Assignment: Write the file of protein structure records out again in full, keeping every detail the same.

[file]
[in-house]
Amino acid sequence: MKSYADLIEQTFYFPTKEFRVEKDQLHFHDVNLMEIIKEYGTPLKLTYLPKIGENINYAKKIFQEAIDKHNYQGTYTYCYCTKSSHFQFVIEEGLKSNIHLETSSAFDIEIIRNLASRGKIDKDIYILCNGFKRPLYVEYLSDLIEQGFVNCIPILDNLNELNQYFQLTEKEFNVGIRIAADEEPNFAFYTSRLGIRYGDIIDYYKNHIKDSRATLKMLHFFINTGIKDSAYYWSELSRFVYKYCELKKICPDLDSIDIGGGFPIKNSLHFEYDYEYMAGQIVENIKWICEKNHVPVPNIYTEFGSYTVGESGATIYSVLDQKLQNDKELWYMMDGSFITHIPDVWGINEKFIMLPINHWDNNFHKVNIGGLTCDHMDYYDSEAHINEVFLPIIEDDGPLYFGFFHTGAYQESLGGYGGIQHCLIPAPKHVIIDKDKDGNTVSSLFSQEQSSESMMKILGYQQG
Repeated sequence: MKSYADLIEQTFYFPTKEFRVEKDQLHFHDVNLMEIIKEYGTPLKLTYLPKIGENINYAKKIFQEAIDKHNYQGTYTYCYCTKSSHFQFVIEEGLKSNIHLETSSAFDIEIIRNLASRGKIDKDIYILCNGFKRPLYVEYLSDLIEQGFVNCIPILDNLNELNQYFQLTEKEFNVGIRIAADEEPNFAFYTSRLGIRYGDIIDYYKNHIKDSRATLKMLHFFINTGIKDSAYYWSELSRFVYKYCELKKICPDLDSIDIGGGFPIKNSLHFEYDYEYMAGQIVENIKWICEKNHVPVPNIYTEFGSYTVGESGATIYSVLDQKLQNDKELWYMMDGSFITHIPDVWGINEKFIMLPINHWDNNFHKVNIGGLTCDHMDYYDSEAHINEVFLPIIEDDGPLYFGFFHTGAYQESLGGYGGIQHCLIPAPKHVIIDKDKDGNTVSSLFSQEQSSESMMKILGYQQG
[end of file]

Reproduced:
[in-house]
Amino acid sequence: MKSYADLIEQTFYFPTKEFRVEKDQLHFHDVNLMEIIKEYGTPLKLTYLPKIGENINYAKKIFQEAIDKHNYQGTYTYCYCTKSSHFQFVIEEGLKSNIHLETSSAFDIEIIRNLASRGKIDKDIYILCNGFKRPLYVEYLSDLIEQGFVNCIPILDNLNELNQYFQLTEKEFNVGIRIAADEEPNFAFYTSRLGIRYGDIIDYYKNHIKDSRATLKMLHFFINTGIKDSAYYWSELSRFVYKYCELKKICPDLDSIDIGGGFPIKNSLHFEYDYEYMAGQIVENIKWICEKNHVPVPNIYTEFGSYTVGESGATIYSVLDQKLQNDKELWYMMDGSFITHIPDVWGINEKFIMLPINHWDNNFHKVNIGGLTCDHMDYYDSEAHINEVFLPIIEDDGPLYFGFFHTGAYQESLGGYGGIQHCLIPAPKHVIIDKDKDGNTVSSLFSQEQSSESMMKILGYQQG
Repeated sequence: MKSYADLIEQTFYFPTKEFRVEKDQLHFHDVNLMEIIKEYGTPLKLTYLPKIGENINYAKKIFQEAIDKHNYQGTYTYCYCTKSSHFQFVIEEGLKSNIHLETSSAFDIEIIRNLASRGKIDKDIYILCNGFKRPLYVEYLSDLIEQGFVNCIPILDNLNELNQYFQLTEKEFNVGIRIAADEEPNFAFYTSRLGIRYGDIIDYYKNHIKDSRATLKMLHFFINTGIKDSAYYWSELSRFVYKYCELKKICPDLDSIDIGGGFPIKNSLHFEYDYEYMAGQIVENIKWICEKNHVPVPNIYTEFGSYTVGESGATIYSVLDQKLQNDKELWYMMDGSFITHIPDVWGINEKFIMLPINHWDNNFHKVNIGGLTCDHMDYYDSEAHINEVFLPIIEDDGPLYFGFFHTGAYQESLGGYGGIQHCLIPAPKHVIIDKDKDGNTVSSLFSQEQSSESMMKILGYQQG